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NEC's upcoming 20 inch widescreen LCD TV, the 20WMGX2


The 20 inch widescreen model 20WMGX2 features a 1600:1 contrast ratio and quick 6 ms (millisecond) response time. The unit features DVI and component video inputs, as well as VGA, composite video and S-video. It also includes a cable jack for its on-board NTSC tuner. All of the cables can be neatly tucked away behind removable panels so the TV looks neat and tidy from all sides. The 20WMGX2 is scheduled for January, 2006 availability and will be "competitively priced."

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The XG2 monitor features removable panels in the back to hide jacks and wires. A second panel (not shown) covers wires and jacks on the bottom.


The new gaming monitors in the GX2 line, the 17" 70GX2 (street price $369.99 after rebate) and 19" 90GX2 (street price $499.99 after rebate) are for hard-core gamers with a contrast ratio of 700:1 and a lightning fast response time of 4 milliseconds. That should be able to keep up with even the most demanding game. All monitors in the GX2 line include NEC's OptiClear DVM screen technology for razor sharp images in text, photo, and motion video applications.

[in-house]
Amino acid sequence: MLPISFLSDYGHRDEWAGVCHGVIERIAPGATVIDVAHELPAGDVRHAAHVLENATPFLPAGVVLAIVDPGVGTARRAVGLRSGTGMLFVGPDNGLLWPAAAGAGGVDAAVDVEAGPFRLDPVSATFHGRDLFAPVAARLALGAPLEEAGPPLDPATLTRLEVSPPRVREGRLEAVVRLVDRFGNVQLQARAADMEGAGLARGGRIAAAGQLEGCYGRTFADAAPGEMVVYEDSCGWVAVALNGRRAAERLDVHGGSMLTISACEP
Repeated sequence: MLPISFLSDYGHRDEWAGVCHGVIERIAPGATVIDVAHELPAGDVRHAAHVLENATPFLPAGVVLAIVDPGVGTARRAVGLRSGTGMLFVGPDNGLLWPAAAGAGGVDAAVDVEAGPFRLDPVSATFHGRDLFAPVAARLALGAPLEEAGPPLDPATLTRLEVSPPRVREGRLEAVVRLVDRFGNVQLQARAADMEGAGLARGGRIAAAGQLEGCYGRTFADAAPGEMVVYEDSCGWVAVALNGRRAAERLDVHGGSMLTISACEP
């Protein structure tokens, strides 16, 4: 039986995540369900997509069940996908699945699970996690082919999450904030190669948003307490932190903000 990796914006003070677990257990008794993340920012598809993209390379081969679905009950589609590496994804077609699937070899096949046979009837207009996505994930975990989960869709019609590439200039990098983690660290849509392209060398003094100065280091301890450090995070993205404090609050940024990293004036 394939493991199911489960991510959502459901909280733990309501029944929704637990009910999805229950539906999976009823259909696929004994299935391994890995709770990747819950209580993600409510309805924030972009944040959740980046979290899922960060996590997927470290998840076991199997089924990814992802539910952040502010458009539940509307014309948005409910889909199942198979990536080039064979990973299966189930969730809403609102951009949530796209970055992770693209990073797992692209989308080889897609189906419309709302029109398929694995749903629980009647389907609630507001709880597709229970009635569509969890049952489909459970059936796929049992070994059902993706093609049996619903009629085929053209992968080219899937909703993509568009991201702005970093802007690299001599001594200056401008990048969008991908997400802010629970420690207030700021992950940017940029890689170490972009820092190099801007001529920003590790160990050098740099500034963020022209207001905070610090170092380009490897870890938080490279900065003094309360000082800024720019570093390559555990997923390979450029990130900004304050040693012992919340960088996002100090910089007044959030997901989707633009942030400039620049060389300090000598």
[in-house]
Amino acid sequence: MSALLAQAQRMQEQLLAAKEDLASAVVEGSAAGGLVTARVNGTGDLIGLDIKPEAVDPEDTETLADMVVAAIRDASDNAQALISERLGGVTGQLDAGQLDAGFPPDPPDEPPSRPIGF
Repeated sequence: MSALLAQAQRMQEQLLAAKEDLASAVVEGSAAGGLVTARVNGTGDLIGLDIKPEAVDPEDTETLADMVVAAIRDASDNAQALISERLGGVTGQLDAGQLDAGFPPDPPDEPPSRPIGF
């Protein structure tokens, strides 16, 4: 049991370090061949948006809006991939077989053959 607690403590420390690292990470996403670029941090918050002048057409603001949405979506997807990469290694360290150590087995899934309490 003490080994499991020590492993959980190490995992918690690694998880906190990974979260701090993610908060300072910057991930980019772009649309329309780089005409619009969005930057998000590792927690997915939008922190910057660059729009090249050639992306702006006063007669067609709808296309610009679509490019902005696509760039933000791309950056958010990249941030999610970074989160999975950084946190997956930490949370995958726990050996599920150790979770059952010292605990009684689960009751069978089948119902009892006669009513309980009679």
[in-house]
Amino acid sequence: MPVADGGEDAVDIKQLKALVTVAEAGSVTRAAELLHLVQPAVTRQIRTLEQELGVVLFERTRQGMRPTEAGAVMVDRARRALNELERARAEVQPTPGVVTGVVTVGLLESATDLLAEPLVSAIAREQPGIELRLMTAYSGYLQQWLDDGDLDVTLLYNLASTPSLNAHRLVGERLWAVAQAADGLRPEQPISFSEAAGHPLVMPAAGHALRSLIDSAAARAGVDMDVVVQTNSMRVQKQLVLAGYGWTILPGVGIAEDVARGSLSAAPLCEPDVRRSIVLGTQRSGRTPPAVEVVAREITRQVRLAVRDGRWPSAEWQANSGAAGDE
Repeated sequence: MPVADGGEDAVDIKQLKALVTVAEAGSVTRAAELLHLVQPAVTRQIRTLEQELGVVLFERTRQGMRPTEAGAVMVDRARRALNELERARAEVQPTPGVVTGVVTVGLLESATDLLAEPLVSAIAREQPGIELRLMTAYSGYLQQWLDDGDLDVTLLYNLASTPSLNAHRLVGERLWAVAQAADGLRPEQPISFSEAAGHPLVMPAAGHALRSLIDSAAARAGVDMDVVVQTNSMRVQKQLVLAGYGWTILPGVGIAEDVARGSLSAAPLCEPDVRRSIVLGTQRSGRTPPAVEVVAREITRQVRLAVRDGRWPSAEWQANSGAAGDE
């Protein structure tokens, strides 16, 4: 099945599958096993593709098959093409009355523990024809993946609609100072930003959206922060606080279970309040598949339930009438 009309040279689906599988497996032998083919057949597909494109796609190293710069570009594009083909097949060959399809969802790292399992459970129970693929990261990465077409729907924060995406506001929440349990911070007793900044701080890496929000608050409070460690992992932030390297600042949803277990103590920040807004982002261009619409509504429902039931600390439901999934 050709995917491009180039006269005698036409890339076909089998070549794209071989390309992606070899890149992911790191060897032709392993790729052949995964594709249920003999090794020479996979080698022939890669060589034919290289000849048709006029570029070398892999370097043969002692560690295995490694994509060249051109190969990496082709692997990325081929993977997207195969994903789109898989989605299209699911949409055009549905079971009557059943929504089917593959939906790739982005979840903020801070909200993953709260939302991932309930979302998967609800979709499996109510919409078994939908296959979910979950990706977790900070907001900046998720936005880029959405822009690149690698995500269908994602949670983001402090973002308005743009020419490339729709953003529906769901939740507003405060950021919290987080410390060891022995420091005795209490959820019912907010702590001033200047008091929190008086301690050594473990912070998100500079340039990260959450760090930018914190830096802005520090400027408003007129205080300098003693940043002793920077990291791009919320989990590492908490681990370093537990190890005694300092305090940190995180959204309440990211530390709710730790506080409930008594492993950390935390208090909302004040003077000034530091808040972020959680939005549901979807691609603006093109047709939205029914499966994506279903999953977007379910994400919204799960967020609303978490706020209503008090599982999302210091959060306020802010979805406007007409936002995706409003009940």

To round out the line, NEC showed its more affordable CX series of monitors - the 17 inch 1740CX ($299 street price) and 19 inch 1940CX ($399 street price) monitors, which are suitable for the less demanding tasks of viewing documents, e-mail, spreadsheets and PowerPoint presentations, plus the occasional digital photo or movie. Even these entry-level models feature a respectable 8 ms response time and 500:1 contrast ratio.

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NEC's affordable model 1940CX LCD display features a 500:1 contrast ratio and 8 ms response time.


Continue to Part II where you'll see HP's new Digital Entertainment Center PCs, Buffalo's new High Definition LinkTheater, plus the latest from Microsoft, DivX, Logitech's Harmony, Shure, Denon, eJamming and much more.

What did you think?

View all articles by Chris Boylan